There’s also a major opportunity for artists that can strike the right deal. On that note, Peloton seems to be regrouping its music strategy around superstars like Jennifer Lopez, Lizzo, Paul McCartney, Red Hot Chili Peppers, and more, a shift that validates Tuned Global’s thinking. Undoubtedly, some massive checks had to be cut — but unfortunately, that’s peanuts compared to the $300 million lawsuit dangling over Peloton’s head.
But despite the licensing complexities, Tuned Global is striking successful campaigns with the largest companies in the world.
Among its biggest to date is a pair-up involving Universal Music in Malaysia and Pizza Hut. The recently retired ‘Singing Pizza’ campaign was a fun toss-up of music exclusives for Pizza Hut customers, with every box containing an exclusive, regularly-updating playlist featuring Universal Music Malaysia artists.
“This campaign has been a truly collaborative and creative partnership between Pizza Hut, UMG, and Tuned Global,” relayed Kenny Ong, MD of Universal Music Group, Malaysia, Singapore & Indochina. “We believe music will always be a key cultural driver regardless of nationality, ethnicity, or age. UMG and Tuned Global, together with Pizza Hut, are confident that we will continue to find new and innovative ways to connect and engage our customers.”
Incidentally, that deal was somewhat easier on the licensing end, thanks to the presence of a single (albeit huge) label and brand. But Tuned Global has structured platform solutions for a range of different mega-brands and content owners, all with varying needs and specifications. That includes Japanese messaging giant Line, which tapped Tuned Global to quickly beef up its music catalog for its Line Music product, one of the leading music streaming services in Japan.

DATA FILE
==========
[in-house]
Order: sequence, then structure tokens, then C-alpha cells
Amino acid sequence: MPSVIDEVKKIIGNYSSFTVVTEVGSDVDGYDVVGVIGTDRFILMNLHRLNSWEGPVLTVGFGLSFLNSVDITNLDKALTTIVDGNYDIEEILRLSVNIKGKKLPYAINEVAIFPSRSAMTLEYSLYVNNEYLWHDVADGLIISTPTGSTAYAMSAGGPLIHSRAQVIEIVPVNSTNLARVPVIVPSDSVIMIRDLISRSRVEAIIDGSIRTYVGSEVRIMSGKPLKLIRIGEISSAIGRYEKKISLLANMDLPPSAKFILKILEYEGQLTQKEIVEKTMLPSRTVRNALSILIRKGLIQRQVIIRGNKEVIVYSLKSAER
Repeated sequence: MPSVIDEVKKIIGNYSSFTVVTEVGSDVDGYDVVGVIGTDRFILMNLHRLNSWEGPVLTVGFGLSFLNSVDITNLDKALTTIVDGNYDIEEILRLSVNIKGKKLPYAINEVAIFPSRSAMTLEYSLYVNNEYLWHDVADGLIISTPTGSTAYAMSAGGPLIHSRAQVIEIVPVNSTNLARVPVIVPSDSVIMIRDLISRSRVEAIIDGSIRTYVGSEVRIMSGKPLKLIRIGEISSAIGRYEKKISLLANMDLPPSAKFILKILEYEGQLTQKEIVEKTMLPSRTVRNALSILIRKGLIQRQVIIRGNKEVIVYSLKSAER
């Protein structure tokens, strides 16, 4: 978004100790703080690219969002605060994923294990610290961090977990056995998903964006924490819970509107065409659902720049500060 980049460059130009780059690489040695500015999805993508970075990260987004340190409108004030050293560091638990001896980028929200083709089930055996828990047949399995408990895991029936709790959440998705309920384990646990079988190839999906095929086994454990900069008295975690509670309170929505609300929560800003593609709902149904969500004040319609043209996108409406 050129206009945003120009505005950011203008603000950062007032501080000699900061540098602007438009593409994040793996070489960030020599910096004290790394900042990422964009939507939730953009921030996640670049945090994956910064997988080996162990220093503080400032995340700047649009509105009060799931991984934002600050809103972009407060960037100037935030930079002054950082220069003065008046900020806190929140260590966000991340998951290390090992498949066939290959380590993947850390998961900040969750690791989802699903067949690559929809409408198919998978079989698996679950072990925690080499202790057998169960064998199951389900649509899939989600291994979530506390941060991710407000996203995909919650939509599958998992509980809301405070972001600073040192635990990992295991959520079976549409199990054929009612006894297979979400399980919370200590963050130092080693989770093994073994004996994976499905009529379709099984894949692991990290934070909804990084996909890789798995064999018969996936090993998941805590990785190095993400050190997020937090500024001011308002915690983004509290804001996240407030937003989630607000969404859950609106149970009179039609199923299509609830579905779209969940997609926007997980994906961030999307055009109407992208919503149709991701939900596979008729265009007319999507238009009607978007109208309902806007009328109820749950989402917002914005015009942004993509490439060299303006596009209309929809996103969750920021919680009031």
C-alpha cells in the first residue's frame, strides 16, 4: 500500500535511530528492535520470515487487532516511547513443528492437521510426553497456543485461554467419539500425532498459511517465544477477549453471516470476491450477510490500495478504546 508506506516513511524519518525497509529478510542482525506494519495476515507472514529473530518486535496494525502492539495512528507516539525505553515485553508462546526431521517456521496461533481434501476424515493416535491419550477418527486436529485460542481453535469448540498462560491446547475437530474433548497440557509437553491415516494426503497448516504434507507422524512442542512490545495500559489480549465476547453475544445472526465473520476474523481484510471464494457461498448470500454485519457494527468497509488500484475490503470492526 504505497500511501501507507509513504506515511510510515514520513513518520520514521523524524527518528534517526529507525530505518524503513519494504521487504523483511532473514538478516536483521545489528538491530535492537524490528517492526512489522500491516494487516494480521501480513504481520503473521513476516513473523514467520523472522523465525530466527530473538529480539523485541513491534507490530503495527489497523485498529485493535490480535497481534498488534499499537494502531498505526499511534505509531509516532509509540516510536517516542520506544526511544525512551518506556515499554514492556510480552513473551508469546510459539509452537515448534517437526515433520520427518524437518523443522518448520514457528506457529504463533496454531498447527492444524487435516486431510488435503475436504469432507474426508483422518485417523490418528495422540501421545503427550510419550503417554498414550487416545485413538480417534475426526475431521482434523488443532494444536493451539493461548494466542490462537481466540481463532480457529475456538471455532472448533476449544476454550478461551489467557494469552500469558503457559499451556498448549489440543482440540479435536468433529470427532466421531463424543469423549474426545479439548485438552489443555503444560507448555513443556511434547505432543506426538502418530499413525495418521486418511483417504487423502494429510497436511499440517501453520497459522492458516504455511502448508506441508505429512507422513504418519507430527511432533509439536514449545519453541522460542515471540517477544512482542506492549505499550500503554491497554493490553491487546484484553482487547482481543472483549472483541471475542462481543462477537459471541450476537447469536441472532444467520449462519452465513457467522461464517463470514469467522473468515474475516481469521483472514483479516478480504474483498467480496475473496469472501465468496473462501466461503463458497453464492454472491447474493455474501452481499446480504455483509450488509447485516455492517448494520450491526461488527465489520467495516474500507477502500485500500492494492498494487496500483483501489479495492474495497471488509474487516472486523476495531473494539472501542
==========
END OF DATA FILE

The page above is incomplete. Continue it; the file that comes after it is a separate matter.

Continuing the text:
Other clients have included Samsung Electronics, News Limited, Coles, and J.B. Hi-Fi. In Indonesia, the company even partnered with mobile carriers SPC and Evercoss Mobile, as well as various leading regional labels to create an entire streaming app featuring local artists. Now, as demand increases for similar partnerships worldwide, the company is working with DMN to help broaden its global dealmaking.
Another successful campaign involved Warner Music Australasia.
The major label tapped Tuned Global to launch a dedicated UGC app for superstar Ed Sheeran. The resulting app, titled ‘Ed No. 6,’ allowed fans to create and share their own videos to Sheeran’s music, resulting in a thriving, directly-controlled ecosystem of superfans.
Raso also pointed to successful niche streaming platform launches in some unexpected corners of the globe. That includes Suriname-based TrackDrip, which is heavily focused on Carribean and Latin American Music, and Deedo, a pan-African streaming service that gets little attention in the U.S., Europe, and other major markets. Tuned Global is powering both.
Up until several years ago, major brands routinely triggered download-focused campaigns, often featuring exclusive tracks.
Those campaigns offered tremendous upside for clients, partly because downloads offer a direct mechanism for capturing customer data. Now, Tuned Global says the challenge is to realize similar advantages from streaming-focused campaigns. If the company’s successes in Southeast Asia, Australia, and other regions offer a preview, more niche-focused, direct-to-consumer streaming plays will be cropping up in regions like U.S. and Europe — whether Spotify, Apple, and Amazon like it or not.